How to Pitch a Complex Business: Advice from the 2017 SXSW Dell ExperienceRamon Ray
Pitching your business is a subject we frequently write about here on Smart Hustle. In the past year, we’ve covered articles on the sales pitch, pitch contests, pitching to the media, and even pitch advice from Shark Tank’s Kevin O’Leary.
Recently, I encountered another angle that I think some business owners would appreciate, after watching a session where Bethany Edwards, co-founder of Lia Diagnostics, pitched her business to the crowd at the 2017 SXSW Dell Experience.
Bethany and her team have developed a biodegradable, flushable pregnancy test; therefore her business resides in the complex area of medical products and regulations. I caught up with Bethany later on to get her tips for small business owners in similar areas where the products are complicated and highly regulated. Get the interview by clicking Play below.
In the video, Bethany also shares general pitch tips and advice for starting entrepreneurs. But if you are in a complex field or dealing with a complex product, here are Bethany’s specific tips for you:[Tweet “5 #pitch tips for complex businesses and products – @SXSW @Dell @LIADiagnostics”]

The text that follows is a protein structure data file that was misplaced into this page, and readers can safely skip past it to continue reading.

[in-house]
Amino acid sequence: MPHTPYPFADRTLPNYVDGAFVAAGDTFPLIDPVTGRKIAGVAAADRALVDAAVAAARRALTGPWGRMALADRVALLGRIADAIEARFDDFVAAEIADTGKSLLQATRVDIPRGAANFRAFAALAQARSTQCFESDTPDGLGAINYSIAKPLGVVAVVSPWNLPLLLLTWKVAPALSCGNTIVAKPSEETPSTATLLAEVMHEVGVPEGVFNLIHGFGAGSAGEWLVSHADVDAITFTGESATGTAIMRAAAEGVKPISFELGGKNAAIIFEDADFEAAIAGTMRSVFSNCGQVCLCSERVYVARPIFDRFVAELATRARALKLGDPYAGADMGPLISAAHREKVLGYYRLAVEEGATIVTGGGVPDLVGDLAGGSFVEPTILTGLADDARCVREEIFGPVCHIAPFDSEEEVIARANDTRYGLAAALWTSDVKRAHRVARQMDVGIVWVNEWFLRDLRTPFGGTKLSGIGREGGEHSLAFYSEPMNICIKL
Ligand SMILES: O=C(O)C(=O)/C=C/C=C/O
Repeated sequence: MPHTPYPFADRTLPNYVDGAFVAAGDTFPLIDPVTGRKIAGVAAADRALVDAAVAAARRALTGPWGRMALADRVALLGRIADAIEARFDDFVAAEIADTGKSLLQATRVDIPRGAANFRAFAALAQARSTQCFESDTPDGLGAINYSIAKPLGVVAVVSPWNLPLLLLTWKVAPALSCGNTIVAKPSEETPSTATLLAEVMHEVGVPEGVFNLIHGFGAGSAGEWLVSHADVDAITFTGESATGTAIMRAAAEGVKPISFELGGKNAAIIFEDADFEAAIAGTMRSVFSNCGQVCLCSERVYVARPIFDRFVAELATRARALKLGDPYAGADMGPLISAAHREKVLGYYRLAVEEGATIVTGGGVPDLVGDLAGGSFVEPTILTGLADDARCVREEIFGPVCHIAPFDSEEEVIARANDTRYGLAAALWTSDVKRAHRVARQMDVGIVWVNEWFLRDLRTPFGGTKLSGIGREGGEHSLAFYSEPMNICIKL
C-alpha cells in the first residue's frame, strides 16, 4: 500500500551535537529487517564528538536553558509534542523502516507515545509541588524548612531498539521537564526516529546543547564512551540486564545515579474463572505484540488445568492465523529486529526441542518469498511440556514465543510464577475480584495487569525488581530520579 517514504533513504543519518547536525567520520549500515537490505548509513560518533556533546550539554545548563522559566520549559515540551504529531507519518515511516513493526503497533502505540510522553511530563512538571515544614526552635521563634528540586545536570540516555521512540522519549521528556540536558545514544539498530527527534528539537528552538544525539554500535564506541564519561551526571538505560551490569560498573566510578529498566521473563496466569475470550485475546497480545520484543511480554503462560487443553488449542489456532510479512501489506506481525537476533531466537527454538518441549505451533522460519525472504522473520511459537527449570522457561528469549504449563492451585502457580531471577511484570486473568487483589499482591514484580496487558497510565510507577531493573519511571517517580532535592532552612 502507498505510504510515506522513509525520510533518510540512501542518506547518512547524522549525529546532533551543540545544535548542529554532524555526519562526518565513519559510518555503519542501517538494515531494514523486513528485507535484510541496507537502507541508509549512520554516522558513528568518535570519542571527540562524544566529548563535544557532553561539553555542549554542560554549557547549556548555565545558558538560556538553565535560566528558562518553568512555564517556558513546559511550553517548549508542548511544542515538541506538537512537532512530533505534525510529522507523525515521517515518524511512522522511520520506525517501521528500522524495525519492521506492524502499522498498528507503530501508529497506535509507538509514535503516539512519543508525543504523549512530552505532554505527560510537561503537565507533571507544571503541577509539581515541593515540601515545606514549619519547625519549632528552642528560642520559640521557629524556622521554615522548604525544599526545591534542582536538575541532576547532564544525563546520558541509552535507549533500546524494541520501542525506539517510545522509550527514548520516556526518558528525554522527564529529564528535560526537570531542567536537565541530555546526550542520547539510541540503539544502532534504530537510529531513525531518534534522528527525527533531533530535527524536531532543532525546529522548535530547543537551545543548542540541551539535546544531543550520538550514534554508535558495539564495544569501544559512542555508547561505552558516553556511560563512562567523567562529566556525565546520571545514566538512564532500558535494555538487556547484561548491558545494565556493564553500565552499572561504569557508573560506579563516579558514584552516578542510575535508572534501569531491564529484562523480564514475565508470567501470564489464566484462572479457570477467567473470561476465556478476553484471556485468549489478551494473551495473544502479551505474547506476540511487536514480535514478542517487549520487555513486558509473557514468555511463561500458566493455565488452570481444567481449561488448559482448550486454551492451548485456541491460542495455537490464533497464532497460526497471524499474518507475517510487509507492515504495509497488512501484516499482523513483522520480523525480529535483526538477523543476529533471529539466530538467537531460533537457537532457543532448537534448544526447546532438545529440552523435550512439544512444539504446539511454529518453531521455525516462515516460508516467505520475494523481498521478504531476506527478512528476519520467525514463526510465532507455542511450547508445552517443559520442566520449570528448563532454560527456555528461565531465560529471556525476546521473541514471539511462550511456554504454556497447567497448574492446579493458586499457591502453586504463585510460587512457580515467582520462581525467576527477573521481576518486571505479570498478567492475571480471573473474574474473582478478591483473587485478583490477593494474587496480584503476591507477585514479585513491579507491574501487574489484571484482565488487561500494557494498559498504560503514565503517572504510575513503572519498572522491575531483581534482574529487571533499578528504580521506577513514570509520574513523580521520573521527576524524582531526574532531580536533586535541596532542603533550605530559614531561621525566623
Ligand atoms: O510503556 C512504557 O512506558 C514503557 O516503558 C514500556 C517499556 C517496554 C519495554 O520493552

1. Assume That People Don’t Understand the Complexities
Before crafting your script and materials, begin with the assumption that some or even all of the audience do not understand the technical aspects of your business or product.
2. Simplify Your Main Message
Since you are speaking to people who don’t understand the complexities, start by trying to explain the problem and your solution in the simplest way that you can describe it.
3. Avoid Jargon
If the audience doesn’t understand the complexities, they will not understand these technical terms; simplify your language.
4. Write as if You Were Explaining it to a Kid
When writing your script, picture someone who has no idea what you are doing, and try to find ways to describe the business succinctly but in a meaningful manner.
5. Practice the Script but be Ready to Deviate
Things may happen while you are pitching (for example, in Bethany’s pitch she lost some of her slides and had to wing it!). But you should also read your audience in real time and make on-the-fly decisions about what you should or shouldn’t include and when elaboration is necessary.
Bethany shares more advice in the video above. Her interview is the second in a series of 2017 SXSW Dell Experience coverage that we will be sharing in the next few weeks. Get the first installment by going here.
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